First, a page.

The New Zealand Institute of Skills & Technology Te Pūkenga is driving an internationalisation strategy hoping to attract labour into the country as well as ensure that all regions of New Zealand share in the “cultural vitality” that international students bring.
The new institution, comprising 16 former institutions (14 of which cater for international students), has also placed indigenous and disabled learners at the heart of its strategy. It officially launched its Te Pūkenga International Education Strategy at the NAFSA conference in Denver at the end of May.
“We’re the 35th largest institution in the world. For a very small country of only five million people, that’s quite significant,” Te Pūkenga international lead and Toi Ohomai chief executive Leon Fourie told The PIE.
“But when you look at our space in that kind of vocational applied higher education space, we’re the third largest in the world.”
Head of International for Te Pūkenga subsidiary, Toi Ohomai Institute of Technology, Peter Richardson, noted that collaborating will enable the vocational specialist reach further.
“Before it was like we were competing with each other. When we’d go offshore, there’d be five or six institutions of technology in the same place, all competing for the same students,” he said.
“Before it was like we were competing with each other”
“[Now] we’ve got all this scale, knowledge and resources.”
Fourie added that international students are key for New Zealand’s vocational applied higher education space.
“Most of our [domestic] students do not ever have the opportunity to travel globally,” he said. “Having multiple cultures coming to New Zealand and studying with them in the classroom provides a better opportunity to experience other cultures and understand what the rest of the world looks like.
“That kind of experience in the classroom is really enhancing. That’s one massive added value for our domestic students in New Zealand.”
Incoming international students also add an “opportunity to attract labour into the country”, he continued.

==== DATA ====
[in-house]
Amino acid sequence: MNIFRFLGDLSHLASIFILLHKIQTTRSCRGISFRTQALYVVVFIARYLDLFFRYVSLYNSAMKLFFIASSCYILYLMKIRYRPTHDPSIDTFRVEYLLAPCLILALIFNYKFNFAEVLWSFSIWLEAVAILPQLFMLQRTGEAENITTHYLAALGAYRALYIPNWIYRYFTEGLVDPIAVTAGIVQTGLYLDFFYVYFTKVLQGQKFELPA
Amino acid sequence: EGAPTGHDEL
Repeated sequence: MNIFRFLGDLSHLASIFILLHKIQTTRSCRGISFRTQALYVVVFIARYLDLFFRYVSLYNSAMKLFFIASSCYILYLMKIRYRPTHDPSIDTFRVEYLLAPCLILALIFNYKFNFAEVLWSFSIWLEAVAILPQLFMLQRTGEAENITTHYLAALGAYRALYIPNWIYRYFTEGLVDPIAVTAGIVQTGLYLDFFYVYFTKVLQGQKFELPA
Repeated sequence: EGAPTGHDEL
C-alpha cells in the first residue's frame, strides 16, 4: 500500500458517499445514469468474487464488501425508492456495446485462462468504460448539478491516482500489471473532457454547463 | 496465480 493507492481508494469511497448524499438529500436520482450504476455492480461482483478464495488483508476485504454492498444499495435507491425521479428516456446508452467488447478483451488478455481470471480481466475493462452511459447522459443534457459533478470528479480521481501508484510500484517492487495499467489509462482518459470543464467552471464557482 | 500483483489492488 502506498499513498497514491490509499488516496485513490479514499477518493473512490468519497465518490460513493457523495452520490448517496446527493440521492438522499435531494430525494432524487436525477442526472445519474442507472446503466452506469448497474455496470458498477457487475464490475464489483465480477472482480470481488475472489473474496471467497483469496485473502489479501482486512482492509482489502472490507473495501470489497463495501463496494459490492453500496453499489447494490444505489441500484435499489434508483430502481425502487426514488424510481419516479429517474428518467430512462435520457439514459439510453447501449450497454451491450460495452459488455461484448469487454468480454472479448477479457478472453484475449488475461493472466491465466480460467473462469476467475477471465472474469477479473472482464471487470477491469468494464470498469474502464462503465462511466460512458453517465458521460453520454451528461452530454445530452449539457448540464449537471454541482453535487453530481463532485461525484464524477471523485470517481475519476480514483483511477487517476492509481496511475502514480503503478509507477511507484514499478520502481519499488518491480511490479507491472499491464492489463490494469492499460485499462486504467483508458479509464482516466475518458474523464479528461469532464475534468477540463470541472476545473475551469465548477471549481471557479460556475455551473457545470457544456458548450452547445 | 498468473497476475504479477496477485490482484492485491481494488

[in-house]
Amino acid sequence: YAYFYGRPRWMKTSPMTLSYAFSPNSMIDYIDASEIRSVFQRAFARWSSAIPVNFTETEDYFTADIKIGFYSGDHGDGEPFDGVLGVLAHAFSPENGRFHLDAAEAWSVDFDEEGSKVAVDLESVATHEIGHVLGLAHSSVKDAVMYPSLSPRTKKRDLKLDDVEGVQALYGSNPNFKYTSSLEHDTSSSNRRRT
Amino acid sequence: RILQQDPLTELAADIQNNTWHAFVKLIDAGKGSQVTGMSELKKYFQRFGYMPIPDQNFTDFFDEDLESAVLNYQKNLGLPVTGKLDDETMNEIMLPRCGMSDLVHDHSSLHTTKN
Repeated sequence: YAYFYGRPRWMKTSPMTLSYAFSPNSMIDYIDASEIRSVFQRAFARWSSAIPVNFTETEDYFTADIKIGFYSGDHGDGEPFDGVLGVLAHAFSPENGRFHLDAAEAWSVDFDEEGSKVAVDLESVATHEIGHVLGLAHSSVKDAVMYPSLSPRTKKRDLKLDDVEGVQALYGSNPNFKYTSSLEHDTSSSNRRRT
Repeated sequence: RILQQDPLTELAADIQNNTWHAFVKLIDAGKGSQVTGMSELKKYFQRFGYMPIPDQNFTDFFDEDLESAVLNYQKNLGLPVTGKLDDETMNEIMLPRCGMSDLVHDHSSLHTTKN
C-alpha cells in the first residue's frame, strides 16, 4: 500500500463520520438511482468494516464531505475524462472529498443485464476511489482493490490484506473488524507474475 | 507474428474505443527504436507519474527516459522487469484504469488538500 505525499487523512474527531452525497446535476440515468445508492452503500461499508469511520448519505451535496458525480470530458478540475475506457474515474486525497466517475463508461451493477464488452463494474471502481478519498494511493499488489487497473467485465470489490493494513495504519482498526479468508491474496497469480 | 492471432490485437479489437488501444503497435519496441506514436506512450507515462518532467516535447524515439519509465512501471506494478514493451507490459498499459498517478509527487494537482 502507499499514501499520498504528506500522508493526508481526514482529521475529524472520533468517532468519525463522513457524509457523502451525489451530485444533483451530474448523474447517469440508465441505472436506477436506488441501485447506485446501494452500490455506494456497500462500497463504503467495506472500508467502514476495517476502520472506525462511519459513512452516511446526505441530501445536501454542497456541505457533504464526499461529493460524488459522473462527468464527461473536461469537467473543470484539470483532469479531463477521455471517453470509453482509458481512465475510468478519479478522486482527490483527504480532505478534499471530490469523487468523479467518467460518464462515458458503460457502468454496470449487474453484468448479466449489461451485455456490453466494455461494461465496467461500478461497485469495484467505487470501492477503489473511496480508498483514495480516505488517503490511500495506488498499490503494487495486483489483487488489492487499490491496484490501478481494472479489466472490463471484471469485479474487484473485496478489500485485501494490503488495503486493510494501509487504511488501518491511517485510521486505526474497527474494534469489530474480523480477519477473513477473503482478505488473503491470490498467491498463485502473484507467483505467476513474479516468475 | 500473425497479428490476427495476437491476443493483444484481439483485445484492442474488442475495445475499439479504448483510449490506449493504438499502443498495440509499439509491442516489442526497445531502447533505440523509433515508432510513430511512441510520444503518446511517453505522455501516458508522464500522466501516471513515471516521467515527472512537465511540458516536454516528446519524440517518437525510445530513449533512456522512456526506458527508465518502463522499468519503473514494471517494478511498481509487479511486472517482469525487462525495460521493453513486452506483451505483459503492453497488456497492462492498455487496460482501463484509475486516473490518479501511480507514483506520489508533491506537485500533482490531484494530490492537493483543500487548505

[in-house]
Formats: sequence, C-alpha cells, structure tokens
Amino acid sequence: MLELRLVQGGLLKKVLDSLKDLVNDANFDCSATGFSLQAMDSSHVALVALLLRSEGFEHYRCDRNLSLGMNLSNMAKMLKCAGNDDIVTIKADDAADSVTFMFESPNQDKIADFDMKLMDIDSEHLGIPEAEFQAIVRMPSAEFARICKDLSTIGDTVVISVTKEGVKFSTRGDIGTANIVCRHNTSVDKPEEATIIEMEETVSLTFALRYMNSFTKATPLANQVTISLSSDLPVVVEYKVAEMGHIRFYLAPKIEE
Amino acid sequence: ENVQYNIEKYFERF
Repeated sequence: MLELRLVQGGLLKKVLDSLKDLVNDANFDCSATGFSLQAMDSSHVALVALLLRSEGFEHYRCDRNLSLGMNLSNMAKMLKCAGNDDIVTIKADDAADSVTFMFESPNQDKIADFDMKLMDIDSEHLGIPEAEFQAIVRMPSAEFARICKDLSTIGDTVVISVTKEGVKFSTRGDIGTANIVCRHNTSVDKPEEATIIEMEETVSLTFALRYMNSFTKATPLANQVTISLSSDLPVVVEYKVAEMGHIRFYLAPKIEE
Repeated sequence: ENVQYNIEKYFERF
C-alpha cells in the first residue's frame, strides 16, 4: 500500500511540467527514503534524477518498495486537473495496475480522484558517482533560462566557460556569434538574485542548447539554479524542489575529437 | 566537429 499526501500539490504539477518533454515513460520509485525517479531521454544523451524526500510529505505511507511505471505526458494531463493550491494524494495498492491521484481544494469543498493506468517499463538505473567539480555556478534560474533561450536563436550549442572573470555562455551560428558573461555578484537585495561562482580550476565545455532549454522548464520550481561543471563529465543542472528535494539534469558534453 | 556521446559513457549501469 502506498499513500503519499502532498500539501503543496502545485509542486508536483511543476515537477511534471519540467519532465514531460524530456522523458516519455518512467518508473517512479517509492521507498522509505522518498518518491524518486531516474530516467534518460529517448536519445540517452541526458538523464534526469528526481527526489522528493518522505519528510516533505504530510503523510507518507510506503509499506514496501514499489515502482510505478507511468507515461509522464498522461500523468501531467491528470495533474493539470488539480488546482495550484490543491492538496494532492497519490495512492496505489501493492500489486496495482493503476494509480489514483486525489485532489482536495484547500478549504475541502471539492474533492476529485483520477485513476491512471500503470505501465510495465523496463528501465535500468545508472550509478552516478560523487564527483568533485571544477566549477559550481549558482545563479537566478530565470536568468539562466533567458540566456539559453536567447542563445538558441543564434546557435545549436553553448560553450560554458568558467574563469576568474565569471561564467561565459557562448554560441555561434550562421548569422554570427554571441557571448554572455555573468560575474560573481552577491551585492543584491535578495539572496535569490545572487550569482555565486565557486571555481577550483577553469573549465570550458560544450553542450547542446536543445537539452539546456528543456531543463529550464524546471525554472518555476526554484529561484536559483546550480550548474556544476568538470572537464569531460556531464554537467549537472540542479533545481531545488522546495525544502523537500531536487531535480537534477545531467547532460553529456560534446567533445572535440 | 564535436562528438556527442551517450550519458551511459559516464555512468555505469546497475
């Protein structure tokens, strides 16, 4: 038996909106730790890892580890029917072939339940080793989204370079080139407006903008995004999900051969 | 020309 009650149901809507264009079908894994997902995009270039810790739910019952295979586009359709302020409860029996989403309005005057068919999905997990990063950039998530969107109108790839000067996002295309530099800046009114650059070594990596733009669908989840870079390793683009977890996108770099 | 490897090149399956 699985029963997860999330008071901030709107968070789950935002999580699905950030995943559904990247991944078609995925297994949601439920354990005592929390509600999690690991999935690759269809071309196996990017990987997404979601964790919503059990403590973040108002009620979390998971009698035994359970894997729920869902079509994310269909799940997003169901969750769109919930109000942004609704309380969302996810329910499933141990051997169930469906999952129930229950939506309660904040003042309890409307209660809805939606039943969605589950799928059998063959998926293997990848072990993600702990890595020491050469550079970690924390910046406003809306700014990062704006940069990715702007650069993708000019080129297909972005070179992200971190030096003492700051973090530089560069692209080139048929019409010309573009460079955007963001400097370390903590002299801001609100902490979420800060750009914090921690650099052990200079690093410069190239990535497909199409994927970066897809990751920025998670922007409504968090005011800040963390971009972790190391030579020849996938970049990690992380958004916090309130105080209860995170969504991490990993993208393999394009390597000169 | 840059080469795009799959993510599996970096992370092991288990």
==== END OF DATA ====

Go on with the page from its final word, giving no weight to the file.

“We consistently experience a skills shortages in particular areas… the opportunity to attract labour into the country through education to pathway towards residency is a great opportunity for us as well.”
New Zealand recently announced non-degree students would only be eligible post-study work rights if filling specified occupation shortage gaps. For other students, the length of post-study work opportunities will mirror the length of courses.
Te Pūkenga study abroad exchange students are “from a very diverse range of countries” and are “going into the classroom, into quite small communities”.
“A really key part of our strategy is to distribute international students by way of scholarships or some other method, but to ensure that all regions of New Zealand, all campuses, share in that cultural vitality,” ead of International Development at Nelson Marlborough Institute of Technology, said.
“Equity, that’s what they’re really driving for,” he continued.
“Especially if it’s an indigenous and disabled learners, providing them the access to international education opportunities, really facilitating that, that’s core to our philosophy in terms of partnering with other institutions.
“We certainly would partner with other institutions if they are similarly applied learning institutes that do a lot of work-based learning,” he added.
“We were quite reliant on two major markets in the past… that caught us off guard”
Te Pūkenga is also hoping to build a “sustainable portfolio” going forward, Fourie emphasised.
“We were quite reliant on two major markets in the past, and I think most countries are, with India and China. That’s caught us off guard, particularly through Covid,” he told The PIE.
“It’s more about the change in the diversifying mix,” Richardson added. “So not relying just on one, two or three markets in inbound, but also actually focusing on a mix of provision like offshore delivery or bespoke types of program development.”
“We want to align more with the partners in countries that focus on indigenous communities or disabled learners, or it’s about long-term skill shortages rather than just for the sake of studying,” Fourie concluded.
“We are getting approaches from right across the world to start to connect with us, particularly out of the Middle East and so on… It’s exactly what want to do. It’s all about quality.”
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